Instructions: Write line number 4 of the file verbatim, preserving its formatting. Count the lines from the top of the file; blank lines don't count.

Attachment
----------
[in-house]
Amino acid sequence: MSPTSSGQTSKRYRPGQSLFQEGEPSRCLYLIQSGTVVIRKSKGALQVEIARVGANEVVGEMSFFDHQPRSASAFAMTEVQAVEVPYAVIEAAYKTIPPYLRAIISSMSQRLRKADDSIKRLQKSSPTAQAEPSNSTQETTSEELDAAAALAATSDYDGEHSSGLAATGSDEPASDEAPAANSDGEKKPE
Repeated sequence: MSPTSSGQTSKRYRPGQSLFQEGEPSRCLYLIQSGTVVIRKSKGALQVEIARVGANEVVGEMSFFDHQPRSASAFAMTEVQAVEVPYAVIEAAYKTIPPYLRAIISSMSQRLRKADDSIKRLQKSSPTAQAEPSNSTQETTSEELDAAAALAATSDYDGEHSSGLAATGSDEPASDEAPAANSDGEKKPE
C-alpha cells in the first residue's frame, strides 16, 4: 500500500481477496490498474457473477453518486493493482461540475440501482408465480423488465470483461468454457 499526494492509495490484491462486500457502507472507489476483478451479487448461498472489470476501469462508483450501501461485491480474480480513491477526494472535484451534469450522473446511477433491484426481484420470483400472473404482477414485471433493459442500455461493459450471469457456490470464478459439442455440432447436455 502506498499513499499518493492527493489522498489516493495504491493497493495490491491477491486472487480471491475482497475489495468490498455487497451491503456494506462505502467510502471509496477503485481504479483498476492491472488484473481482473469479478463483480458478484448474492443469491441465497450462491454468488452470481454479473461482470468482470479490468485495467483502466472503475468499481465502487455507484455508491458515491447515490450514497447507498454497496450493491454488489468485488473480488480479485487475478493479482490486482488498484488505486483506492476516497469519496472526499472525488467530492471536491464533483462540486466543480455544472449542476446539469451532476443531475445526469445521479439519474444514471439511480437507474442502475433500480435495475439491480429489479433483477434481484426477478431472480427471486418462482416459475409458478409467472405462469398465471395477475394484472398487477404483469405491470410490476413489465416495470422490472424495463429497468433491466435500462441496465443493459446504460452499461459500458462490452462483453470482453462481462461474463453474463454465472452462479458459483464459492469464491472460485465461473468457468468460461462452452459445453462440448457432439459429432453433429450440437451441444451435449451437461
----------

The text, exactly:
C-alpha cells in the first residue's frame, strides 16, 4: 500500500481477496490498474457473477453518486493493482461540475440501482408465480423488465470483461468454457 499526494492509495490484491462486500457502507472507489476483478451479487448461498472489470476501469462508483450501501461485491480474480480513491477526494472535484451534469450522473446511477433491484426481484420470483400472473404482477414485471433493459442500455461493459450471469457456490470464478459439442455440432447436455 502506498499513499499518493492527493489522498489516493495504491493497493495490491491477491486472487480471491475482497475489495468490498455487497451491503456494506462505502467510502471509496477503485481504479483498476492491472488484473481482473469479478463483480458478484448474492443469491441465497450462491454468488452470481454479473461482470468482470479490468485495467483502466472503475468499481465502487455507484455508491458515491447515490450514497447507498454497496450493491454488489468485488473480488480479485487475478493479482490486482488498484488505486483506492476516497469519496472526499472525488467530492471536491464533483462540486466543480455544472449542476446539469451532476443531475445526469445521479439519474444514471439511480437507474442502475433500480435495475439491480429489479433483477434481484426477478431472480427471486418462482416459475409458478409467472405462469398465471395477475394484472398487477404483469405491470410490476413489465416495470422490472424495463429497468433491466435500462441496465443493459446504460452499461459500458462490452462483453470482453462481462461474463453474463454465472452462479458459483464459492469464491472460485465461473468457468468460461462452452459445453462440448457432439459429432453433429450440437451441444451435449451437461